The toy soldier set that got me started with my love for the Civil War and miniature wargaming – the granddaddy of them all. This dealer was selling a complete set of the Giant Marx Battle of the Blue & Gray playset for a little more than $1100. I still have many of the pieces from my own set, which I received for Christmas in 1963.
I spent Sunday afternoon tramping around Gettysburg, one of my favorite pastimes. As I was driving into town along York Street (U.S. Route 30 / The Lincoln Highway), I was surprised to see the trailer for Belle & Blade, one of my favorite purveyors of vintage military-related movies, music, posters, hats, and shirts. Curious as to why they were in town when there was no wargaming conventions (where I am most used to see them), I proceeded to the town square, where I parked and noted a sign for the 1st Annual Gettysburg Toy Soldier Show at the Gettysburg Hotel (the McClellan Hotel at the time of the Battle of Gettysburg in 1863).
I spent a couple of very pleasant hours tramping around the dealer hall and the separate manufacturers room, as well as the always impressive Belle & Blade racks of old movies. I ran into several old friends, including a couple of extremely talented wargaming pals of mine, two guys I really like despite the fact they always roll extremely well when whipping me at Johnny Reb 3. LOL!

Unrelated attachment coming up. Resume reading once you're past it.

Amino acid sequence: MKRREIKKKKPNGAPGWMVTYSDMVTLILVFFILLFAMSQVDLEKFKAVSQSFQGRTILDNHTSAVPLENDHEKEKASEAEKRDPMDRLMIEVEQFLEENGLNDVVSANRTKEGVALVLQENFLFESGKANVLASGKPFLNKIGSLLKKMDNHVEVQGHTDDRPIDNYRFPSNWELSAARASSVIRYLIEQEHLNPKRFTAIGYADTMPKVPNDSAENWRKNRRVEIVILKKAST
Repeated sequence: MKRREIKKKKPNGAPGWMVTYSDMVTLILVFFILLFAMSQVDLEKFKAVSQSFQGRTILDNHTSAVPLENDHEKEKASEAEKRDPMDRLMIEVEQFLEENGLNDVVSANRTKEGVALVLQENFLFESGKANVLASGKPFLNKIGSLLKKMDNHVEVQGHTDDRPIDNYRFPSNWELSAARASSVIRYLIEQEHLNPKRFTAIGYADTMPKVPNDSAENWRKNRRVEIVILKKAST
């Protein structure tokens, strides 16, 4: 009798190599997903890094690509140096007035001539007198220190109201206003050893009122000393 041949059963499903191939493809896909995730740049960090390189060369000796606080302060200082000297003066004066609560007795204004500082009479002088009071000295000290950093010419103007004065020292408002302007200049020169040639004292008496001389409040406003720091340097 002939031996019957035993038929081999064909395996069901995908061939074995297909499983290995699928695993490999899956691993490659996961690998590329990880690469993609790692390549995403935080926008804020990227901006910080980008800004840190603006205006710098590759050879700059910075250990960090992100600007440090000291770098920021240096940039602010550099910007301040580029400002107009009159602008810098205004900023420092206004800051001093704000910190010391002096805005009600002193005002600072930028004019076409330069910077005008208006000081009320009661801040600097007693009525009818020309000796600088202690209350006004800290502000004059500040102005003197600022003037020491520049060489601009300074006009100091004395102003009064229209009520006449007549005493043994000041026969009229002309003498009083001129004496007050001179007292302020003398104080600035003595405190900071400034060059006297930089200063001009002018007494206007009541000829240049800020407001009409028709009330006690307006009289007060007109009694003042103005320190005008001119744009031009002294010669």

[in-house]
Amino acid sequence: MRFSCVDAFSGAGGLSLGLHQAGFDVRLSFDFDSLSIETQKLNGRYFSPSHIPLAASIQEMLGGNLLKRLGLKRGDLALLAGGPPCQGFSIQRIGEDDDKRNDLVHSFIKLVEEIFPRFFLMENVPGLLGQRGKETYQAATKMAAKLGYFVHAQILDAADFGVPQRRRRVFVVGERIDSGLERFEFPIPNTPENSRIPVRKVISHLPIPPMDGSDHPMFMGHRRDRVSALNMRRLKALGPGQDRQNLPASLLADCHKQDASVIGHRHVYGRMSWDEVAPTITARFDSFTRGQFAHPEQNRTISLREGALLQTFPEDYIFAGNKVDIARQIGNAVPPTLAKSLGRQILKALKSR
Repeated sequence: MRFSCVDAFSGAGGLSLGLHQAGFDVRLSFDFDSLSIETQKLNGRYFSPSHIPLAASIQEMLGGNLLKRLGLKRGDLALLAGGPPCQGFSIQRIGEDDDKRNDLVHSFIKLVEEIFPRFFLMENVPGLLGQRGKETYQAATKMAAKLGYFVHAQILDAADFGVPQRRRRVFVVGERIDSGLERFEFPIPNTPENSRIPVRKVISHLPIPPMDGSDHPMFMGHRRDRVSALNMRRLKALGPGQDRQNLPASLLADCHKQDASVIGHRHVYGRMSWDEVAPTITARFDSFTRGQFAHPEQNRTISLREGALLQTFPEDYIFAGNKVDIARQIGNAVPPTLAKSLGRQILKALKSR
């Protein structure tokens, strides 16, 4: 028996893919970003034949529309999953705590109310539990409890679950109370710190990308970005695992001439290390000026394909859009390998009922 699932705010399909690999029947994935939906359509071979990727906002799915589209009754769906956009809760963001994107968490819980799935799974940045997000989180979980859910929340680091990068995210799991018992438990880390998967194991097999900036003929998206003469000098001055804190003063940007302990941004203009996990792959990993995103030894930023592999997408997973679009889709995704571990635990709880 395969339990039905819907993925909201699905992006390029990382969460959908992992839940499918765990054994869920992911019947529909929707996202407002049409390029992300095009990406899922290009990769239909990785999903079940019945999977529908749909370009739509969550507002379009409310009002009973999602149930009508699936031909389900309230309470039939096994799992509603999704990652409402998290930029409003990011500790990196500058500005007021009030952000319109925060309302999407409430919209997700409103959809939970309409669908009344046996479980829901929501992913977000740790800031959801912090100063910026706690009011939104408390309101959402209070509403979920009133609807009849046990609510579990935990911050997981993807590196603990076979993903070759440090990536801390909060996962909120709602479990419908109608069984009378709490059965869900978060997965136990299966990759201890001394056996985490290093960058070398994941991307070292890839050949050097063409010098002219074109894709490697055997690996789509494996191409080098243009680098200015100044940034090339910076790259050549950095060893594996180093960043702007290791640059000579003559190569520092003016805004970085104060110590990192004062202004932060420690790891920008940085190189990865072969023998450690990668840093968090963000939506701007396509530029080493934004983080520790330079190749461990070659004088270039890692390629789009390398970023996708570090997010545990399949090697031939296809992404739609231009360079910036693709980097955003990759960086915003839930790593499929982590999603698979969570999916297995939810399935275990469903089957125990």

People seemed genuinely interested in the toy soldier show, a new event that hopefully will be a regular part of the schedule at Gettysburg. I saw one person shell out some big bucks for some vintage 12″ action figures. I was tempted to buy several items, but did not pull the trigger.
The ballroom was packed to the walls with dealer tables and browsers / shoppers. I was thrilled to see so many old toy figures that I remember from my childhood, especially those figure sets my friends had and that I had not seen for decades. Cowboys and Indians, Civil War, WWII, Vikings, Space Men, etc. were all there, from vintage makers such as Marx, Tim Mee, MPC, Rel, Ideal, and many others. I managed somehow to keep my wallet in my pocket (unusual discipline for me to be sure!), especially since I had already bought some antiques earlier in the day on my ride over from York. One memory was seeing an unopened bag of 100 Marx Japanese soldiers. I bought a bag of these at the Zanesville, Ohio, Jupiter’s discount store when I was a kid. My figures are breaking and fragile, as the plastic has dried out.
My friend John Zabawa owns and operates Gettysburg Miniature Soldiers, one of the shops that has steadily sold my series of wargaming scenario books.